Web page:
The present capacity of our universities is unable to accommodate the numbers of students qualified to enter these hallowed halls of learning. Education Ministry statistics for 2020 revealed as many as 64% of the students who sat the G.C.E A/L examinations in that year were eligible to apply to state universities.
Sadly, according to the ministry, lesser than a quarter of those students were able to make it to state universities. Statistics show out of over 300,000 students who sit the GCE Advanced Level examination every year, only a limited number of students qualify to enter the national universities.
Students put a lot of hard work and commitment in order to enter national universities. But because of limited capacity in state universities, only a few lucky top students get the opportunity to enter local universities according to their ‘Z Score’.
Students, who fail to enter national universities in their first attempt, either repeat the exam for another two or three years. Not surprisingly therefore, in Sri Lanka most students graduate in their late 20s. You also find many in their early 30s. In other countries, students complete their first degree while in their early 20s.
According to www.universityworldnews, around 12,000 Sri Lankan students go abroad annually for higher education.
Speaking during the committee stage debate on the Education Ministry’s head of expenditure, President Ranil Wickremesinghe called for a change to the present University system, suggesting opening higher education sectors to private universities.
He said the country was losing billions of US dollars in foreign exchange due to students going abroad for higher studies. With the country in the middle of an economic crisis of the proportions we are facing, the country needs find an alternative to sending its students abroad to complete their studies.
At the same time, the country is faced with a shortage of doctors. A World Bank study reveals there are 1.2 doctors per 1,000 people in our country.
Yet, hundreds of our students who cannot enter the medical faculties here, are presently studying medicine in Universities in the UK, Nepal, Bangladesh and East European countries. According to President Wickremesinghe, the cost amounts to around US$ 3 billion in foreign exchange.
A sum which our country can scarce afford. It is time therefore to seek alternatives.
The president has suggested the possibility of providing medical students of the Sir John Kotelawala Defence University, The Neville Fernando Teaching Hospital, Lyceum Campus and other private universities in Colombo, Kalutara, Gampaha, Kurunegala and Polonnaruwa be offered training at state hospitals without hampering the training of students in state universities.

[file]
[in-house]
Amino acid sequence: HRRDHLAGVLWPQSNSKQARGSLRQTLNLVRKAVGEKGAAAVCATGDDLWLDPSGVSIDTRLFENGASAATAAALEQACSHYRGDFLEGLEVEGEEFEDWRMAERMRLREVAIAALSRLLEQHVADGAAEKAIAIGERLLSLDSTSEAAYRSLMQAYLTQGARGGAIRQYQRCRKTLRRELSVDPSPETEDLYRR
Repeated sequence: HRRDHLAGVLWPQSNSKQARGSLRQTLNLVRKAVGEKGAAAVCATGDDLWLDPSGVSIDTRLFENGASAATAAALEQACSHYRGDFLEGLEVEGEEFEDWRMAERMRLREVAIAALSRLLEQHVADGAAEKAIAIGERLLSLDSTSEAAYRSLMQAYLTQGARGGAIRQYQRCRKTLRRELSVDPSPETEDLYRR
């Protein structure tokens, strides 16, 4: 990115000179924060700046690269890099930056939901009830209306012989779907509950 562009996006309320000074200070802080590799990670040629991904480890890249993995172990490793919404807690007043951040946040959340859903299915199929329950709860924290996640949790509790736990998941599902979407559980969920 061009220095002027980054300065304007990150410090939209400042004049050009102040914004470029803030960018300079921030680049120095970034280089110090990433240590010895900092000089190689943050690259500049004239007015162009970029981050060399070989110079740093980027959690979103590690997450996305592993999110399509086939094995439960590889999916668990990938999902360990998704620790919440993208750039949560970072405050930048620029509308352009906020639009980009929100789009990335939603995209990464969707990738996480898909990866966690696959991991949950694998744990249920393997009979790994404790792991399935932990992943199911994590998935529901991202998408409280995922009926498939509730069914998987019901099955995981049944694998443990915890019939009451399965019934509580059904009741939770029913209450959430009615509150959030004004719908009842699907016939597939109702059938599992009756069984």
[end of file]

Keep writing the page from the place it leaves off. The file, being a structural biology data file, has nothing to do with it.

Perhaps we could go a step further and invite foreign universities to open branches of their campuses here as well. This could well bring in foreign students and add to exchange earnings. A committee to look into this possibility, comprising members of the SLMC and the GMOA is being set up.
Similar proposals have been attempted in times gone by. But they were all forced to be scrapped by university student unions who claimed it would cause the downfall of free education in the country. This is nonsensical in light of the fact that today, many international schools have sprung up in all parts of the country. Yet ‘free education’ provided by state schools still persists.
The Government Medical Officers Association (GMOA) - a doctors trade union - too has expressed reservations regarding the president’s proposals without giving any specific reasons. Their claim being the organization had an issue in regard to the composition of the committee!
Thousands of students are annually forced to give up a chance to earn a degree because of government universities’ inability to take in the numbers who qualify for higher education. The demands of a party-political bunch of students to prevent poorer students a chance of entering university is selfish.
Unionized doctors at present are making immense profit because of a shortage of doctors. Specialist doctors make mega profits via the private channelling service.
These groups should not be allowed to hold the country at ransom. If learning standards are upheld, no one should be permitted to prevent poorer students from having a university education.
Basically, this is what is happening today. In the name of protecting ‘free education’, these groups are in actuality preventing students from poorer backgrounds entering the portals of higher education. In the end though, education is NOT free. The state is paying for it. Yet both doctors and University students are violently opposed to taxing the richest bracket of society.
Is it that these groups have not realized, it is through taxation the state is able to provide services?
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